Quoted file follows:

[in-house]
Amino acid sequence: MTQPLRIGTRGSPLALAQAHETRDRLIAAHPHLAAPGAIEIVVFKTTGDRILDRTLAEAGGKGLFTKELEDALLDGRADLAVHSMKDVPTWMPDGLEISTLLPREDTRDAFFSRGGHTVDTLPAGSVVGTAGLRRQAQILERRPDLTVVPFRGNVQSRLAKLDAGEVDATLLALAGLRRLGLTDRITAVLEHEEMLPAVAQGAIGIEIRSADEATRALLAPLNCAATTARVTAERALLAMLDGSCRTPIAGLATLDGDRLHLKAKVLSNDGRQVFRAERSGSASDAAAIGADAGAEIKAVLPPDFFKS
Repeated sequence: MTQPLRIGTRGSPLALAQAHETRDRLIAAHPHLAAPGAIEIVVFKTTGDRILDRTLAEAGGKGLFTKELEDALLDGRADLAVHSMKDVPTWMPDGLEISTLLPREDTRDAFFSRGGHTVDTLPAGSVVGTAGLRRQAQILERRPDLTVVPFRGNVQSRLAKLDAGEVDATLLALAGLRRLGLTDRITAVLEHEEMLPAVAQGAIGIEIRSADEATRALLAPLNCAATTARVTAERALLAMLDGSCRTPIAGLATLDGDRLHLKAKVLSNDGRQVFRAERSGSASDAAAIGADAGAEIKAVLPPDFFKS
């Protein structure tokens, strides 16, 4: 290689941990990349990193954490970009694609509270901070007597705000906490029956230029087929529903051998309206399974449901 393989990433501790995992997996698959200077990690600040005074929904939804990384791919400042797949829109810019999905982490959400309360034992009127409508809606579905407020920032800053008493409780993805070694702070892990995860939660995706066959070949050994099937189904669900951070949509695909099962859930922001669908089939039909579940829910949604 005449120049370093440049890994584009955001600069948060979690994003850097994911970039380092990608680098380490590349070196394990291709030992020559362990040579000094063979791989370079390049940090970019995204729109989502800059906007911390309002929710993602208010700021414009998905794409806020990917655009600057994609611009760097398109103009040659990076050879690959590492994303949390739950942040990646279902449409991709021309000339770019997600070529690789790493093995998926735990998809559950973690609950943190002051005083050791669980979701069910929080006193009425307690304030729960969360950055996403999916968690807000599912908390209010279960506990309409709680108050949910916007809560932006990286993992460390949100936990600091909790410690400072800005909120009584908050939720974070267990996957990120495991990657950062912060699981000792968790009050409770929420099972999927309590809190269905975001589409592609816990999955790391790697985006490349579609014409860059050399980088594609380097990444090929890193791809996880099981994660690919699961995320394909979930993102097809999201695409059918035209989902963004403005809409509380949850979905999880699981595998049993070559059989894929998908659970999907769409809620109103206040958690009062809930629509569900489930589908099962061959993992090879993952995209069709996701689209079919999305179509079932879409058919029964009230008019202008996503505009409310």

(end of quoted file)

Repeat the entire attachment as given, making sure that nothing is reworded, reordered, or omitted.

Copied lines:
[in-house]
Amino acid sequence: MTQPLRIGTRGSPLALAQAHETRDRLIAAHPHLAAPGAIEIVVFKTTGDRILDRTLAEAGGKGLFTKELEDALLDGRADLAVHSMKDVPTWMPDGLEISTLLPREDTRDAFFSRGGHTVDTLPAGSVVGTAGLRRQAQILERRPDLTVVPFRGNVQSRLAKLDAGEVDATLLALAGLRRLGLTDRITAVLEHEEMLPAVAQGAIGIEIRSADEATRALLAPLNCAATTARVTAERALLAMLDGSCRTPIAGLATLDGDRLHLKAKVLSNDGRQVFRAERSGSASDAAAIGADAGAEIKAVLPPDFFKS
Repeated sequence: MTQPLRIGTRGSPLALAQAHETRDRLIAAHPHLAAPGAIEIVVFKTTGDRILDRTLAEAGGKGLFTKELEDALLDGRADLAVHSMKDVPTWMPDGLEISTLLPREDTRDAFFSRGGHTVDTLPAGSVVGTAGLRRQAQILERRPDLTVVPFRGNVQSRLAKLDAGEVDATLLALAGLRRLGLTDRITAVLEHEEMLPAVAQGAIGIEIRSADEATRALLAPLNCAATTARVTAERALLAMLDGSCRTPIAGLATLDGDRLHLKAKVLSNDGRQVFRAERSGSASDAAAIGADAGAEIKAVLPPDFFKS
């Protein structure tokens, strides 16, 4: 290689941990990349990193954490970009694609509270901070007597705000906490029956230029087929529903051998309206399974449901 393989990433501790995992997996698959200077990690600040005074929904939804990384791919400042797949829109810019999905982490959400309360034992009127409508809606579905407020920032800053008493409780993805070694702070892990995860939660995706066959070949050994099937189904669900951070949509695909099962859930922001669908089939039909579940829910949604 005449120049370093440049890994584009955001600069948060979690994003850097994911970039380092990608680098380490590349070196394990291709030992020559362990040579000094063979791989370079390049940090970019995204729109989502800059906007911390309002929710993602208010700021414009998905794409806020990917655009600057994609611009760097398109103009040659990076050879690959590492994303949390739950942040990646279902449409991709021309000339770019997600070529690789790493093995998926735990998809559950973690609950943190002051005083050791669980979701069910929080006193009425307690304030729960969360950055996403999916968690807000599912908390209010279960506990309409709680108050949910916007809560932006990286993992460390949100936990600091909790410690400072800005909120009584908050939720974070267990996957990120495991990657950062912060699981000792968790009050409770929420099972999927309590809190269905975001589409592609816990999955790391790697985006490349579609014409860059050399980088594609380097990444090929890193791809996880099981994660690919699961995320394909979930993102097809999201695409059918035209989902963004403005809409509380949850979905999880699981595998049993070559059989894929998908659970999907769409809620109103206040958690009062809930629509569900489930589908099962061959993992090879993952995209069709996701689209079919999305179509079932879409058919029964009230008019202008996503505009409310």